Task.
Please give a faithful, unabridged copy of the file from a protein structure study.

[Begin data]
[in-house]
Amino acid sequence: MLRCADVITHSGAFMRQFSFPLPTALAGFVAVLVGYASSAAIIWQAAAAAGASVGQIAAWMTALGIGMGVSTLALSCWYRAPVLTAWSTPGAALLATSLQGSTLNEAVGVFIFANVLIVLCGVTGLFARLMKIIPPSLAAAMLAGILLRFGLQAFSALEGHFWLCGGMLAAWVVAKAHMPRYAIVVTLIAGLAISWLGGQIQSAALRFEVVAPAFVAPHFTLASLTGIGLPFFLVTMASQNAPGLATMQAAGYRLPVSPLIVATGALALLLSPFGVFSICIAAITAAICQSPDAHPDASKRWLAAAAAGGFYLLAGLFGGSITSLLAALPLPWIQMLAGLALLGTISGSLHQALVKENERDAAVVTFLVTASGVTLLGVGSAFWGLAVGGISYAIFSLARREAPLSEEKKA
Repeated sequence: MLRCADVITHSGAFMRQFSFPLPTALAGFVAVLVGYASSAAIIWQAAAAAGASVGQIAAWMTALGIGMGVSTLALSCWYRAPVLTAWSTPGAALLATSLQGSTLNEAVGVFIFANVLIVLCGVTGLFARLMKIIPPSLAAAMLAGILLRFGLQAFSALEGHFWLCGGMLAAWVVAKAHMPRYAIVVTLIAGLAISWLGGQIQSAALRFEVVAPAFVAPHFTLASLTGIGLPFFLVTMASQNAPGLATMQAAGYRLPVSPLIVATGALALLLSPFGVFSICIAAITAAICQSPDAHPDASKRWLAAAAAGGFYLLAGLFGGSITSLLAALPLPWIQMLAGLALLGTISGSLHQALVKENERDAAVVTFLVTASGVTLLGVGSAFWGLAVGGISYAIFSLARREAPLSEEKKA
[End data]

[in-house]
Amino acid sequence: MLRCADVITHSGAFMRQFSFPLPTALAGFVAVLVGYASSAAIIWQAAAAAGASVGQIAAWMTALGIGMGVSTLALSCWYRAPVLTAWSTPGAALLATSLQGSTLNEAVGVFIFANVLIVLCGVTGLFARLMKIIPPSLAAAMLAGILLRFGLQAFSALEGHFWLCGGMLAAWVVAKAHMPRYAIVVTLIAGLAISWLGGQIQSAALRFEVVAPAFVAPHFTLASLTGIGLPFFLVTMASQNAPGLATMQAAGYRLPVSPLIVATGALALLLSPFGVFSICIAAITAAICQSPDAHPDASKRWLAAAAAGGFYLLAGLFGGSITSLLAALPLPWIQMLAGLALLGTISGSLHQALVKENERDAAVVTFLVTASGVTLLGVGSAFWGLAVGGISYAIFSLARREAPLSEEKKA
Repeated sequence: MLRCADVITHSGAFMRQFSFPLPTALAGFVAVLVGYASSAAIIWQAAAAAGASVGQIAAWMTALGIGMGVSTLALSCWYRAPVLTAWSTPGAALLATSLQGSTLNEAVGVFIFANVLIVLCGVTGLFARLMKIIPPSLAAAMLAGILLRFGLQAFSALEGHFWLCGGMLAAWVVAKAHMPRYAIVVTLIAGLAISWLGGQIQSAALRFEVVAPAFVAPHFTLASLTGIGLPFFLVTMASQNAPGLATMQAAGYRLPVSPLIVATGALALLLSPFGVFSICIAAITAAICQSPDAHPDASKRWLAAAAAGGFYLLAGLFGGSITSLLAALPLPWIQMLAGLALLGTISGSLHQALVKENERDAAVVTFLVTASGVTLLGVGSAFWGLAVGGISYAIFSLARREAPLSEEKKA